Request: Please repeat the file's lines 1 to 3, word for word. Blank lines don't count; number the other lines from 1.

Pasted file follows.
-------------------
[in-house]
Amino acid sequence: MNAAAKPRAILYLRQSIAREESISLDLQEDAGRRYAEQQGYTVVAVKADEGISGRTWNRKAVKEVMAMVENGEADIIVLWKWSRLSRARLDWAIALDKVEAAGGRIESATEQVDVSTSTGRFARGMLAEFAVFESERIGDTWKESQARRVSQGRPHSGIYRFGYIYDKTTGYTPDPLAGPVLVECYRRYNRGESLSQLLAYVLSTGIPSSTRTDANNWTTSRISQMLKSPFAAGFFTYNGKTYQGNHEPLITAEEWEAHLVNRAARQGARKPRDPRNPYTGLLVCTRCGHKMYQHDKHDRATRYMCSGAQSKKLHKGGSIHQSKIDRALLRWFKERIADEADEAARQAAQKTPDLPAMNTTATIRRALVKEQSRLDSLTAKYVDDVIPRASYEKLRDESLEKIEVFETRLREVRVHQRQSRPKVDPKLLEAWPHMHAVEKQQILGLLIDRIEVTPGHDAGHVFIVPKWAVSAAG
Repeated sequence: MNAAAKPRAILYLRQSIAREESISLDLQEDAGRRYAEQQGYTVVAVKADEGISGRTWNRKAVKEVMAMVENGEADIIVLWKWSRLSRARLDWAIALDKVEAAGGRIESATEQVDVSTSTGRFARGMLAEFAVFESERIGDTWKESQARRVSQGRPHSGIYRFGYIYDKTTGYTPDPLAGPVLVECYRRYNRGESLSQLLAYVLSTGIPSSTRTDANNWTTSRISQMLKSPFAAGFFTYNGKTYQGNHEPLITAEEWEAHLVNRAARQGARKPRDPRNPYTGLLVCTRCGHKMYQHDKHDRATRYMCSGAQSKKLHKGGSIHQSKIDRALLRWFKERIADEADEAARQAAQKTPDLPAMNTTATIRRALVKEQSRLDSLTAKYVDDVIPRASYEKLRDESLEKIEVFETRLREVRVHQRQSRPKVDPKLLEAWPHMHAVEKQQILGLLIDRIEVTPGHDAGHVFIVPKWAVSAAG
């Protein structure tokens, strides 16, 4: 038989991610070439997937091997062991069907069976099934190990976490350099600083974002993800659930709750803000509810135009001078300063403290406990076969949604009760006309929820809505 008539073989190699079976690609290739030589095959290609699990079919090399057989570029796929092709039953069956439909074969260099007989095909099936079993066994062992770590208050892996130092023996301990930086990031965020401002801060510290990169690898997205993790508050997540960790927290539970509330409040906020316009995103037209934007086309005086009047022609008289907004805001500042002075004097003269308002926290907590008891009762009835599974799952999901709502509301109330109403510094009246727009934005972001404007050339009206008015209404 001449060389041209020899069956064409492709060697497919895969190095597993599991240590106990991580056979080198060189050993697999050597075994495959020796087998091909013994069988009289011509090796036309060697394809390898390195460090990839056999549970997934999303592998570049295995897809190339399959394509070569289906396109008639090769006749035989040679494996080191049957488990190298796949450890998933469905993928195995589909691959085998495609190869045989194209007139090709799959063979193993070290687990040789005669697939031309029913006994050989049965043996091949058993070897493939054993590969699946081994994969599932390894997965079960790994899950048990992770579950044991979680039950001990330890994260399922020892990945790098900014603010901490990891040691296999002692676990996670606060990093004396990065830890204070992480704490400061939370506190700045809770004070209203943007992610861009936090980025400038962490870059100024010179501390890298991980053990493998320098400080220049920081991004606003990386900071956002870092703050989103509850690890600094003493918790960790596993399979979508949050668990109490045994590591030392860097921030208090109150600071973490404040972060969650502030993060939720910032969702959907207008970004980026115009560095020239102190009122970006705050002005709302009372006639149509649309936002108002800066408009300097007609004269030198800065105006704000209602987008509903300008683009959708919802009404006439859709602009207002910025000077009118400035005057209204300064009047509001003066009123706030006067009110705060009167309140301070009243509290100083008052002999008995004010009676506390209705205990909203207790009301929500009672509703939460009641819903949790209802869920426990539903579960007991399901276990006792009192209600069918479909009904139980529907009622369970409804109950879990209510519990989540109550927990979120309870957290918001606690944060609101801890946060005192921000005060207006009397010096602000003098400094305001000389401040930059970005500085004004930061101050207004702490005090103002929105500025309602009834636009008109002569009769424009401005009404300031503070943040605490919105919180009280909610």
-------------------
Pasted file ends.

[in-house]
Amino acid sequence: MNAAAKPRAILYLRQSIAREESISLDLQEDAGRRYAEQQGYTVVAVKADEGISGRTWNRKAVKEVMAMVENGEADIIVLWKWSRLSRARLDWAIALDKVEAAGGRIESATEQVDVSTSTGRFARGMLAEFAVFESERIGDTWKESQARRVSQGRPHSGIYRFGYIYDKTTGYTPDPLAGPVLVECYRRYNRGESLSQLLAYVLSTGIPSSTRTDANNWTTSRISQMLKSPFAAGFFTYNGKTYQGNHEPLITAEEWEAHLVNRAARQGARKPRDPRNPYTGLLVCTRCGHKMYQHDKHDRATRYMCSGAQSKKLHKGGSIHQSKIDRALLRWFKERIADEADEAARQAAQKTPDLPAMNTTATIRRALVKEQSRLDSLTAKYVDDVIPRASYEKLRDESLEKIEVFETRLREVRVHQRQSRPKVDPKLLEAWPHMHAVEKQQILGLLIDRIEVTPGHDAGHVFIVPKWAVSAAG
Repeated sequence: MNAAAKPRAILYLRQSIAREESISLDLQEDAGRRYAEQQGYTVVAVKADEGISGRTWNRKAVKEVMAMVENGEADIIVLWKWSRLSRARLDWAIALDKVEAAGGRIESATEQVDVSTSTGRFARGMLAEFAVFESERIGDTWKESQARRVSQGRPHSGIYRFGYIYDKTTGYTPDPLAGPVLVECYRRYNRGESLSQLLAYVLSTGIPSSTRTDANNWTTSRISQMLKSPFAAGFFTYNGKTYQGNHEPLITAEEWEAHLVNRAARQGARKPRDPRNPYTGLLVCTRCGHKMYQHDKHDRATRYMCSGAQSKKLHKGGSIHQSKIDRALLRWFKERIADEADEAARQAAQKTPDLPAMNTTATIRRALVKEQSRLDSLTAKYVDDVIPRASYEKLRDESLEKIEVFETRLREVRVHQRQSRPKVDPKLLEAWPHMHAVEKQQILGLLIDRIEVTPGHDAGHVFIVPKWAVSAAG